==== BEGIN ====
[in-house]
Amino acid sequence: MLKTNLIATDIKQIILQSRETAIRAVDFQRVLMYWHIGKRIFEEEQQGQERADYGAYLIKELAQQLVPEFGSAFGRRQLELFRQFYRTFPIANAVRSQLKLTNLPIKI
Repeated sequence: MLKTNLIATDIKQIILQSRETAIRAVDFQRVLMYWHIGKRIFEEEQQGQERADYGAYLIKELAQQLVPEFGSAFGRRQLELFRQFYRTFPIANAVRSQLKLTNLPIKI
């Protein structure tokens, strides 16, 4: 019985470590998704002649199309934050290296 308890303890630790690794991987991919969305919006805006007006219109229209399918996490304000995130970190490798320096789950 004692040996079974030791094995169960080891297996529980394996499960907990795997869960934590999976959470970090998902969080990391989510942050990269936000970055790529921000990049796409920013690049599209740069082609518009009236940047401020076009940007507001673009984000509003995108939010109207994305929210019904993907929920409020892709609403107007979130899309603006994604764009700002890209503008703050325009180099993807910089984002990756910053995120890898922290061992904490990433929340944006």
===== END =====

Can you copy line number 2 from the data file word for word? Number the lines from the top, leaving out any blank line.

Amino acid sequence: MLKTNLIATDIKQIILQSRETAIRAVDFQRVLMYWHIGKRIFEEEQQGQERADYGAYLIKELAQQLVPEFGSAFGRRQLELFRQFYRTFPIANAVRSQLKLTNLPIKI